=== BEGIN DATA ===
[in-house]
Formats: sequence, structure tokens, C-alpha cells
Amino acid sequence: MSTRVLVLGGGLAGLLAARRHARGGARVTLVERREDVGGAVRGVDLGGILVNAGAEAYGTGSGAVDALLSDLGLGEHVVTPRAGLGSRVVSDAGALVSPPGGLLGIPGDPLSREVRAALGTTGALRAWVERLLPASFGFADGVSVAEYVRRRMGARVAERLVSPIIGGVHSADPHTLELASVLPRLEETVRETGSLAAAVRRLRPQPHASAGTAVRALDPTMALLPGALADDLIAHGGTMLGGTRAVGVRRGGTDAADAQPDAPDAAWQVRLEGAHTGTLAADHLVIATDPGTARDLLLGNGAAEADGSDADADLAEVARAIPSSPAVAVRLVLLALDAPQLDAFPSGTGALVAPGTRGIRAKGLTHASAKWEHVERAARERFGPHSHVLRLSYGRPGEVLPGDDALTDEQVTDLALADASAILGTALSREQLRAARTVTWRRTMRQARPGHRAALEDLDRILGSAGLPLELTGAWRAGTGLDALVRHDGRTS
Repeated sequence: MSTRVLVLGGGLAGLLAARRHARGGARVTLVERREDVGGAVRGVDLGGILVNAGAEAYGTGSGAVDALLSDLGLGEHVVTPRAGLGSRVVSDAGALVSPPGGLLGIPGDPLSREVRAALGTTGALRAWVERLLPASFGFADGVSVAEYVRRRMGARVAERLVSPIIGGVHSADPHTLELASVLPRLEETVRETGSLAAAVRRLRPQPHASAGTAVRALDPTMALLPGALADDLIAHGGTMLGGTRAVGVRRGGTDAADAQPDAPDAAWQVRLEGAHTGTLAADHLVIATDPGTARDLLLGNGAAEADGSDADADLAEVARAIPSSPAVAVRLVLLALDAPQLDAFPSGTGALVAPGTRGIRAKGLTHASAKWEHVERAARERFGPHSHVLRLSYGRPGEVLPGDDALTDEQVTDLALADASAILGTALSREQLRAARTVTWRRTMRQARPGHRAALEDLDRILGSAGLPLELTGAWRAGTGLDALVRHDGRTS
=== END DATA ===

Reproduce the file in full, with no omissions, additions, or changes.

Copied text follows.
[in-house]
Formats: sequence, structure tokens, C-alpha cells
Amino acid sequence: MSTRVLVLGGGLAGLLAARRHARGGARVTLVERREDVGGAVRGVDLGGILVNAGAEAYGTGSGAVDALLSDLGLGEHVVTPRAGLGSRVVSDAGALVSPPGGLLGIPGDPLSREVRAALGTTGALRAWVERLLPASFGFADGVSVAEYVRRRMGARVAERLVSPIIGGVHSADPHTLELASVLPRLEETVRETGSLAAAVRRLRPQPHASAGTAVRALDPTMALLPGALADDLIAHGGTMLGGTRAVGVRRGGTDAADAQPDAPDAAWQVRLEGAHTGTLAADHLVIATDPGTARDLLLGNGAAEADGSDADADLAEVARAIPSSPAVAVRLVLLALDAPQLDAFPSGTGALVAPGTRGIRAKGLTHASAKWEHVERAARERFGPHSHVLRLSYGRPGEVLPGDDALTDEQVTDLALADASAILGTALSREQLRAARTVTWRRTMRQARPGHRAALEDLDRILGSAGLPLELTGAWRAGTGLDALVRHDGRTS
Repeated sequence: MSTRVLVLGGGLAGLLAARRHARGGARVTLVERREDVGGAVRGVDLGGILVNAGAEAYGTGSGAVDALLSDLGLGEHVVTPRAGLGSRVVSDAGALVSPPGGLLGIPGDPLSREVRAALGTTGALRAWVERLLPASFGFADGVSVAEYVRRRMGARVAERLVSPIIGGVHSADPHTLELASVLPRLEETVRETGSLAAAVRRLRPQPHASAGTAVRALDPTMALLPGALADDLIAHGGTMLGGTRAVGVRRGGTDAADAQPDAPDAAWQVRLEGAHTGTLAADHLVIATDPGTARDLLLGNGAAEADGSDADADLAEVARAIPSSPAVAVRLVLLALDAPQLDAFPSGTGALVAPGTRGIRAKGLTHASAKWEHVERAARERFGPHSHVLRLSYGRPGEVLPGDDALTDEQVTDLALADASAILGTALSREQLRAARTVTWRRTMRQARPGHRAALEDLDRILGSAGLPLELTGAWRAGTGLDALVRHDGRTS